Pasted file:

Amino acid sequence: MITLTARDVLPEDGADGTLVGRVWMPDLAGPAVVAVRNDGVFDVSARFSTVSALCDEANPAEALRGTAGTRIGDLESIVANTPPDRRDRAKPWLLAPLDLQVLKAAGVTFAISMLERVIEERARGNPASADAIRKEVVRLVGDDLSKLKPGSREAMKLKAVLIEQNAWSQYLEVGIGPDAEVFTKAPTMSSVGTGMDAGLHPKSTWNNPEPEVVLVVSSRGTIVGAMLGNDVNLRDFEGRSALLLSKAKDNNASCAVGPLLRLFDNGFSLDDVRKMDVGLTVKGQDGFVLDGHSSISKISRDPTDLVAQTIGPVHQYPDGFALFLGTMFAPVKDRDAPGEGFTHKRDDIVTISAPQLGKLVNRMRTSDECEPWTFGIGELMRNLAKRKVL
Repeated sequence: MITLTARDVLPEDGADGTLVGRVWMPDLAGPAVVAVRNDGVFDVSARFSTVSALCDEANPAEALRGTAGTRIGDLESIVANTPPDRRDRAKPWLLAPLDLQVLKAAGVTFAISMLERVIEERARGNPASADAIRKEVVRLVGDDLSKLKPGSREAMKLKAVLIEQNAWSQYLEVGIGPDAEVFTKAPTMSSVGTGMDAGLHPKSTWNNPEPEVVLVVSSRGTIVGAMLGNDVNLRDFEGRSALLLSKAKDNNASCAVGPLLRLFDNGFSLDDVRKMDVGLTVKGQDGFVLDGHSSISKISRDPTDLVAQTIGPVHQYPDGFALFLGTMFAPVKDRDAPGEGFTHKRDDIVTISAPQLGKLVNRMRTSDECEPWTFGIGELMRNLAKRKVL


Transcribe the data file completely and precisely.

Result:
Amino acid sequence: MITLTARDVLPEDGADGTLVGRVWMPDLAGPAVVAVRNDGVFDVSARFSTVSALCDEANPAEALRGTAGTRIGDLESIVANTPPDRRDRAKPWLLAPLDLQVLKAAGVTFAISMLERVIEERARGNPASADAIRKEVVRLVGDDLSKLKPGSREAMKLKAVLIEQNAWSQYLEVGIGPDAEVFTKAPTMSSVGTGMDAGLHPKSTWNNPEPEVVLVVSSRGTIVGAMLGNDVNLRDFEGRSALLLSKAKDNNASCAVGPLLRLFDNGFSLDDVRKMDVGLTVKGQDGFVLDGHSSISKISRDPTDLVAQTIGPVHQYPDGFALFLGTMFAPVKDRDAPGEGFTHKRDDIVTISAPQLGKLVNRMRTSDECEPWTFGIGELMRNLAKRKVL
Repeated sequence: MITLTARDVLPEDGADGTLVGRVWMPDLAGPAVVAVRNDGVFDVSARFSTVSALCDEANPAEALRGTAGTRIGDLESIVANTPPDRRDRAKPWLLAPLDLQVLKAAGVTFAISMLERVIEERARGNPASADAIRKEVVRLVGDDLSKLKPGSREAMKLKAVLIEQNAWSQYLEVGIGPDAEVFTKAPTMSSVGTGMDAGLHPKSTWNNPEPEVVLVVSSRGTIVGAMLGNDVNLRDFEGRSALLLSKAKDNNASCAVGPLLRLFDNGFSLDDVRKMDVGLTVKGQDGFVLDGHSSISKISRDPTDLVAQTIGPVHQYPDGFALFLGTMFAPVKDRDAPGEGFTHKRDDIVTISAPQLGKLVNRMRTSDECEPWTFGIGELMRNLAKRKVL